The Klarsfelds will be remembered for their emphasis on using the legal system to try the perpetrators of the Holocaust and to prevent their rehabilitation as honored citizens. Among the best known of the villains are Kurt Lischka, Jean Leguay, Alois Brunner, Klaus Barbie, Herbert Hagen, and Maurice Papon.
Kurt Lischka, head of the Gestapo in Cologne, became the Gestapo head in Paris and the deputy in France. Serge once thought of kidnapping him and bringing him to France for trial. On December 7, 1973, Serge threatened Lischka with a gun but did not kill him. The issue, then as always with the Klarsfelds, was not personal vengeance, but bringing a criminal to justice. This was belatedly done for Lischka in 1980 in Cologne.
Serge tracked down Jean Leguay, wartime deputy chief of the French National Police. Leguay became the first Frenchman to be officially charged with crimes against humanity.
The Klarsfelds tried to track down and capture Alois Brunner, who was in Damascus working for President Hafez al-Assad, but failed to bring him to France. They did unmask others, revealing the Nazi activities of Kurt Waldheim, then running for re-election as president of Austria, and Klaus Barbie. Serge had tracked Barbie, epitome of the Nazi criminal and the man who had tortured to death Jean Moulin, the Resistance hero, to Bolivia and wanted him arrested.
Klarsfeld’s comment on these evil people, like Herbert Hagen, head of the Gestapo in Bordeaux and assistant of the S.S. police force in France, is insightful. Serge held that like other Nazi criminals, Hagen was a desk killer. He had not dirtied his hands and was not a sadistic torturer; rather, he used his fanatical intelligence in the service of evil. Hagen was in fact convicted in absentia in France and in 1955 in Germany sentenced to life imprisonment.
Klarsfeld’s argument and that of his son Arno, a lawyer and the former boyfriend of Carla Bruni, wife of former president Nicholas Sarkozy, is similar in the cases of French collaborators, particularly Jean Leguay in 1989; Rene Bousquet, 1993; Paul Touvier, 1994; and Maurice Papon, 1998.
Papon had been a Vichy official and concerned with Jewish questions in Bordeaux in 1942. He then became Paris chief of police, 1958-67, and minister of the budget. Arno’s analysis on Papon was devastating. Papon was not a bloodthirsty monster, but simply a man who forgot the republican values of compassion and humanity in his desire for professional advancement. Papon never had the courage to say “no” in his quest for glory. Interestingly, Serge was the only one of 16 witnesses at a jury on Papon to say there was justification for legal proceedings against him. Finally, in January 1983, Papon was charged with crimes against humanity.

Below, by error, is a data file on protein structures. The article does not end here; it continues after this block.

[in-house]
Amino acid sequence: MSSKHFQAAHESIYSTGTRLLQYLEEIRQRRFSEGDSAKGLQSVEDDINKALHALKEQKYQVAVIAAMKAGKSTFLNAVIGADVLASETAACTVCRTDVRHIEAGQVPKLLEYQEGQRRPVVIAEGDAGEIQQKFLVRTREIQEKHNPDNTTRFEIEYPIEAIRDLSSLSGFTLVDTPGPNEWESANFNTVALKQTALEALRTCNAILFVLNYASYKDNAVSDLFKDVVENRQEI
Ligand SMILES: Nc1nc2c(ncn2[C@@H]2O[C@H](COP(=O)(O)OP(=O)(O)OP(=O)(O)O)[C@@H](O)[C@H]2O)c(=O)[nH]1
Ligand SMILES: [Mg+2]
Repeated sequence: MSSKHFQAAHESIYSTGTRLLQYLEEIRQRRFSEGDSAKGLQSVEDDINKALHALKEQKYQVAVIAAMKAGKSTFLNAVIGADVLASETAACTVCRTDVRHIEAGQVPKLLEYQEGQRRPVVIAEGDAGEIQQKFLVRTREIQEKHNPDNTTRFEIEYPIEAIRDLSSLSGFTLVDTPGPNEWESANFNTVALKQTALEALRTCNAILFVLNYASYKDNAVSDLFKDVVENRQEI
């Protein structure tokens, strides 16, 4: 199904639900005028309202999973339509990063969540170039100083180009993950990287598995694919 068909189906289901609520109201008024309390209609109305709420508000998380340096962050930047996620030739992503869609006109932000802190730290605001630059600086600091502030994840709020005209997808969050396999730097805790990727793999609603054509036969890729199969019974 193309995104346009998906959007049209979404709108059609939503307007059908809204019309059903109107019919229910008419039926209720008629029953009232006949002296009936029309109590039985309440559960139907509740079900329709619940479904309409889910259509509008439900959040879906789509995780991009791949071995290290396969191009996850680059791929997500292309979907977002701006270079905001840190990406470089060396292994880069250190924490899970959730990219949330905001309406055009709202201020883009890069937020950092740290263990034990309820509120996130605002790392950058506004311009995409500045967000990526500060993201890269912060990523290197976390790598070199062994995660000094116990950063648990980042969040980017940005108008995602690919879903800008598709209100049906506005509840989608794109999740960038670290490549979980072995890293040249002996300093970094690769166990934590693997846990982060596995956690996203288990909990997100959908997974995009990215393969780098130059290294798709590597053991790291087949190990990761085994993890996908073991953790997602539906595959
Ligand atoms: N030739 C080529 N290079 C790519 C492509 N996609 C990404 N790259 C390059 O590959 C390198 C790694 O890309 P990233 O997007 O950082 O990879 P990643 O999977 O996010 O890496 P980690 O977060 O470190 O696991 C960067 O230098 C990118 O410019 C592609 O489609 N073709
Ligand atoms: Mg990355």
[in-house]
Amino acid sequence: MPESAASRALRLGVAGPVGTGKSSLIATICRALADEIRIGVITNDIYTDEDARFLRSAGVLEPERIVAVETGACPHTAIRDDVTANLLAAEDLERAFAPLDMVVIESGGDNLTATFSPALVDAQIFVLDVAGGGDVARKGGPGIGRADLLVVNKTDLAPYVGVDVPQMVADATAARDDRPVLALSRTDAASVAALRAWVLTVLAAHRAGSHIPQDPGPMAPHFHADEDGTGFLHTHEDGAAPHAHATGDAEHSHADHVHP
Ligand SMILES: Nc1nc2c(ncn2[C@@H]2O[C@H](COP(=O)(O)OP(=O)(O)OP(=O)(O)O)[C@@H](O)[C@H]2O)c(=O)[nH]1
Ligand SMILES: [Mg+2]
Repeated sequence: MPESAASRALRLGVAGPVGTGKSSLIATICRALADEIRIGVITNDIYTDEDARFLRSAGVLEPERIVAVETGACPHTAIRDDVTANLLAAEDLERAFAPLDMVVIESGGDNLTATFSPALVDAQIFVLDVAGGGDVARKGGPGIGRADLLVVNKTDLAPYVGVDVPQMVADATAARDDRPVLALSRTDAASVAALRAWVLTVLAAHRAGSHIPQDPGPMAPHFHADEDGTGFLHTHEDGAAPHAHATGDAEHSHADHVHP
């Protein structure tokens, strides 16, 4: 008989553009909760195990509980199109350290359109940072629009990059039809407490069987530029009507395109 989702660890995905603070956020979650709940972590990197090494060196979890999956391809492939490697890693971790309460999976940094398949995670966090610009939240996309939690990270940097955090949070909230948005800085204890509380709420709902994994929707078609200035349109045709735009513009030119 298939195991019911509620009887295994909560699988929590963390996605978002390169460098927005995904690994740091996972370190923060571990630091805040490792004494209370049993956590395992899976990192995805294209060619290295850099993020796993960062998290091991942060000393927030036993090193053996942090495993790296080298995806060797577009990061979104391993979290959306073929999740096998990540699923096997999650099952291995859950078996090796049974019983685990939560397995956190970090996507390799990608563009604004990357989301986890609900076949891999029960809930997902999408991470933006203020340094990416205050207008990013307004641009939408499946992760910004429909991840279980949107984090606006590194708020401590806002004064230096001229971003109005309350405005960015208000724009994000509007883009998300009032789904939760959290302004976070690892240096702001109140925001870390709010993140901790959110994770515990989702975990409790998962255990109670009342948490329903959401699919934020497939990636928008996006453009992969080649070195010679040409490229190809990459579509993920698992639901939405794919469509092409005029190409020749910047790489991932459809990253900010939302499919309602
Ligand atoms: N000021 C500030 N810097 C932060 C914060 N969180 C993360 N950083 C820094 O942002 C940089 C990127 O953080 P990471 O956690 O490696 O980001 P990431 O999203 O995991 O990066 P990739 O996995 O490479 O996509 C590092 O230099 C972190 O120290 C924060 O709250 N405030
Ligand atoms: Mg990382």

Serge challenged and disposed of the argument that Marshall Philippe Pétain, head of Vichy, was responsible for saving French Jews. On the contrary, Serge made public a document that proved the decisive role by Pétain in the writing of the Jewish decree adopted by Vichy on October 3, 1940 and his deep anti-Semitism. Pétain did not act to mitigate anti-Semitic acts in any serious way. Serge was one of the first to argue that the Germans did not pressure the French into imposing an anti-Semitic decree on Jews in France.
Klarsfeld is unhappy that previous French presidents, François Mitterand and even Charles de Gaulle, remained silent about French collaboration during the war in the interest of appeasement and reconciliation of French people of different views, and who never said a word about French responsibility for the infamous Vel d’Hiv roundup of 13,152 Jews on July 16-17, 1942. Appeasement by the presidents had prevailed over the truth.
Currently, French leaders are warning that this should no longer be the case. In his generous tribute paid to Serge, President Macron follows Klarsfeld’s legacy in concluding that the corruption of minds and moral and intellectual weakness that racism and anti-Semitism represent are still present. They take new shapes and choose more surreptitious wording.
Macron complains that his country did not mobilize, neither press nor TV, in protest against recent outbreaks of anti-Semitism in France. Hatred of Israel, anti-Zionism, has led to hatred of Jews, anti-Semitism. It is welcome news that French leaders are determined not to surrender to this hatred. Real good, as the French philosopher Simone Weil remarked, is always marvelous and intoxicating.